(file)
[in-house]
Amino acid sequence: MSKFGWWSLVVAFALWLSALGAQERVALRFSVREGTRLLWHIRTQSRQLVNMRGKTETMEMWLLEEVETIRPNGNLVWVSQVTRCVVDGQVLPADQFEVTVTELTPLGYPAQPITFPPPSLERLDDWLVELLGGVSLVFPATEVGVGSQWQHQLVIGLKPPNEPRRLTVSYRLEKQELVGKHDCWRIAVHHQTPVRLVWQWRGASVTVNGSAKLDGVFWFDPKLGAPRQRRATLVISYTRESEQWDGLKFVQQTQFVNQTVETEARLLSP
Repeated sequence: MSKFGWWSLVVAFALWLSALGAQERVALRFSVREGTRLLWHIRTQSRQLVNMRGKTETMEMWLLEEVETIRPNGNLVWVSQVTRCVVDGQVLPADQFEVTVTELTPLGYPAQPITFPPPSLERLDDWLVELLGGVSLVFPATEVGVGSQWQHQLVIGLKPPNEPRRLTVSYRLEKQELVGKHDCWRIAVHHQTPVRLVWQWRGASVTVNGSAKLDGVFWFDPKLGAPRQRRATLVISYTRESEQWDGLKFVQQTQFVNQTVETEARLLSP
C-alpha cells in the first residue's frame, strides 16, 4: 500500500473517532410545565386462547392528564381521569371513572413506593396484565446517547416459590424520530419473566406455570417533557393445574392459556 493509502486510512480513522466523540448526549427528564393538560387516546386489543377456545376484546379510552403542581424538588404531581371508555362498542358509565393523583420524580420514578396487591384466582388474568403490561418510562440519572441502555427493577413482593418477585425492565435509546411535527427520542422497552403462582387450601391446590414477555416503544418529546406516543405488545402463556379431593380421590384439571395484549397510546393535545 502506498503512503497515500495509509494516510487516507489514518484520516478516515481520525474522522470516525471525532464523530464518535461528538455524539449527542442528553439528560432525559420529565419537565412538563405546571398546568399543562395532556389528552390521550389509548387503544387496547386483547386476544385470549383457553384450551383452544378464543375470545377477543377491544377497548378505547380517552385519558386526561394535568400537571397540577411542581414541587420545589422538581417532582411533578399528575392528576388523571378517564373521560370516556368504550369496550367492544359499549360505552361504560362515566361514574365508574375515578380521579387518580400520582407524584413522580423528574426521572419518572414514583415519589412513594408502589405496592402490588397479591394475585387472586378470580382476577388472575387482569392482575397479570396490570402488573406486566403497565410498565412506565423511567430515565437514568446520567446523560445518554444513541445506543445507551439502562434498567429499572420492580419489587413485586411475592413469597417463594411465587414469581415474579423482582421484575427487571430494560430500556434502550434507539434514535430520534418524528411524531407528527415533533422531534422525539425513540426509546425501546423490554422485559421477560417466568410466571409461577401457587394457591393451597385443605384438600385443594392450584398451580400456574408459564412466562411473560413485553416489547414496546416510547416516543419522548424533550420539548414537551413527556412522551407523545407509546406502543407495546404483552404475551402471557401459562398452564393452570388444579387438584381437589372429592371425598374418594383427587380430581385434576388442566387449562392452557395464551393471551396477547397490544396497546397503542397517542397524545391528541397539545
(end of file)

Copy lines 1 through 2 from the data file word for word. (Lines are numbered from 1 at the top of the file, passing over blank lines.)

[in-house]
Amino acid sequence: MSKFGWWSLVVAFALWLSALGAQERVALRFSVREGTRLLWHIRTQSRQLVNMRGKTETMEMWLLEEVETIRPNGNLVWVSQVTRCVVDGQVLPADQFEVTVTELTPLGYPAQPITFPPPSLERLDDWLVELLGGVSLVFPATEVGVGSQWQHQLVIGLKPPNEPRRLTVSYRLEKQELVGKHDCWRIAVHHQTPVRLVWQWRGASVTVNGSAKLDGVFWFDPKLGAPRQRRATLVISYTRESEQWDGLKFVQQTQFVNQTVETEARLLSP